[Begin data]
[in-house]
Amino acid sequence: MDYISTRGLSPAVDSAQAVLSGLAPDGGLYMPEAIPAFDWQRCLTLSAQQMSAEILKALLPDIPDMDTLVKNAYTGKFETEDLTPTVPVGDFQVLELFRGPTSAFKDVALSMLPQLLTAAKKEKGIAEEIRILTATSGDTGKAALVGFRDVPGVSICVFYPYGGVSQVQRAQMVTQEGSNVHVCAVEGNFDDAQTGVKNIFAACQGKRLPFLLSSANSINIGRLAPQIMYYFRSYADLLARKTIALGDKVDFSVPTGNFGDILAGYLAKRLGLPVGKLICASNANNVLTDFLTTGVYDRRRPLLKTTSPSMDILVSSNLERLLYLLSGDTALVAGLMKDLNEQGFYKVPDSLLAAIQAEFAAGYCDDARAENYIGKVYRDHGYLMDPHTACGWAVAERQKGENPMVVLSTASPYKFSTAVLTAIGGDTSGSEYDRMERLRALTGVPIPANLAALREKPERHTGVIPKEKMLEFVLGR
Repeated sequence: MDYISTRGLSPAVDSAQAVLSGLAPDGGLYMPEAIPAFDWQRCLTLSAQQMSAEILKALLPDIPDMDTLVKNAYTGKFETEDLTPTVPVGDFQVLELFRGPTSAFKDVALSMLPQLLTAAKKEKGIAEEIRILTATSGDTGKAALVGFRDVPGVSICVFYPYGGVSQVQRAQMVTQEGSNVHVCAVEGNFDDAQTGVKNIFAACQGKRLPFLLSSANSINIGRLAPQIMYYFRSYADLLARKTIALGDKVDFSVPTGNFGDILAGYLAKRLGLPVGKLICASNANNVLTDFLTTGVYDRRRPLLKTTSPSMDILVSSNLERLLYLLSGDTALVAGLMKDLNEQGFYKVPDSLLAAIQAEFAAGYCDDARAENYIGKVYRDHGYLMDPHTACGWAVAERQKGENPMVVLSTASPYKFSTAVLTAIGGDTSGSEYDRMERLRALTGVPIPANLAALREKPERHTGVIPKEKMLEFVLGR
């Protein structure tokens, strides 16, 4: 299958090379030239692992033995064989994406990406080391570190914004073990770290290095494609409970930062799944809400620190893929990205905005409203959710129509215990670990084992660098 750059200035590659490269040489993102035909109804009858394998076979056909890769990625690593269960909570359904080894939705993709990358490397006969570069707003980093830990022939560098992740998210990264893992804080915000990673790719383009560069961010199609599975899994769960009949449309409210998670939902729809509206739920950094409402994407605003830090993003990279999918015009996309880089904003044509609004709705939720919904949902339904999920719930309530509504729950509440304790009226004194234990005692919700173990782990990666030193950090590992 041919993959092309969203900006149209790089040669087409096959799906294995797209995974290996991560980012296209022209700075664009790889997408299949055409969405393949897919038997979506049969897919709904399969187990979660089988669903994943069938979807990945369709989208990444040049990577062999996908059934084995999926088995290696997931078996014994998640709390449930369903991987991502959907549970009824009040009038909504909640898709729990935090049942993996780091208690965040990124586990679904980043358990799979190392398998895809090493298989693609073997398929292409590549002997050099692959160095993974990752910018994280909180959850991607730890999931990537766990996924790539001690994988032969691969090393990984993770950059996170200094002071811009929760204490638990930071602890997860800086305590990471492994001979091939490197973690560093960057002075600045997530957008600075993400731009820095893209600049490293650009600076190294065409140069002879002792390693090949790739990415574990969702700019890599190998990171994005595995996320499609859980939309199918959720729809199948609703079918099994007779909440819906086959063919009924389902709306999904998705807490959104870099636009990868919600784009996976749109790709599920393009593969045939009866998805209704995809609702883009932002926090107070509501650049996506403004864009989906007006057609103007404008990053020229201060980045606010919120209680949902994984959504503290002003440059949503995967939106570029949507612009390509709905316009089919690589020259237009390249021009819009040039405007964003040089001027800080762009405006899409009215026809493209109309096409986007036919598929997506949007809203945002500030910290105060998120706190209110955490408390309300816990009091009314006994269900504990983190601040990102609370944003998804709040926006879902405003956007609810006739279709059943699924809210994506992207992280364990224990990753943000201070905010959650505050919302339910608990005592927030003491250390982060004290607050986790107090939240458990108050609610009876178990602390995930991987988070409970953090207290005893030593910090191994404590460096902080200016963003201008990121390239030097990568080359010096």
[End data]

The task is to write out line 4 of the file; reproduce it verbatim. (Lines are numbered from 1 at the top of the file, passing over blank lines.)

């Protein structure tokens, strides 16, 4: 299958090379030239692992033995064989994406990406080391570190914004073990770290290095494609409970930062799944809400620190893929990205905005409203959710129509215990670990084992660098 750059200035590659490269040489993102035909109804009858394998076979056909890769990625690593269960909570359904080894939705993709990358490397006969570069707003980093830990022939560098992740998210990264893992804080915000990673790719383009560069961010199609599975899994769960009949449309409210998670939902729809509206739920950094409402994407605003830090993003990279999918015009996309880089904003044509609004709705939720919904949902339904999920719930309530509504729950509440304790009226004194234990005692919700173990782990990666030193950090590992 041919993959092309969203900006149209790089040669087409096959799906294995797209995974290996991560980012296209022209700075664009790889997408299949055409969405393949897919038997979506049969897919709904399969187990979660089988669903994943069938979807990945369709989208990444040049990577062999996908059934084995999926088995290696997931078996014994998640709390449930369903991987991502959907549970009824009040009038909504909640898709729990935090049942993996780091208690965040990124586990679904980043358990799979190392398998895809090493298989693609073997398929292409590549002997050099692959160095993974990752910018994280909180959850991607730890999931990537766990996924790539001690994988032969691969090393990984993770950059996170200094002071811009929760204490638990930071602890997860800086305590990471492994001979091939490197973690560093960057002075600045997530957008600075993400731009820095893209600049490293650009600076190294065409140069002879002792390693090949790739990415574990969702700019890599190998990171994005595995996320499609859980939309199918959720729809199948609703079918099994007779909440819906086959063919009924389902709306999904998705807490959104870099636009990868919600784009996976749109790709599920393009593969045939009866998805209704995809609702883009932002926090107070509501650049996506403004864009989906007006057609103007404008990053020229201060980045606010919120209680949902994984959504503290002003440059949503995967939106570029949507612009390509709905316009089919690589020259237009390249021009819009040039405007964003040089001027800080762009405006899409009215026809493209109309096409986007036919598929997506949007809203945002500030910290105060998120706190209110955490408390309300816990009091009314006994269900504990983190601040990102609370944003998804709040926006879902405003956007609810006739279709059943699924809210994506992207992280364990224990990753943000201070905010959650505050919302339910608990005592927030003491250390982060004290607050986790107090939240458990108050609610009876178990602390995930991987988070409970953090207290005893030593910090191994404590460096902080200016963003201008990121390239030097990568080359010096």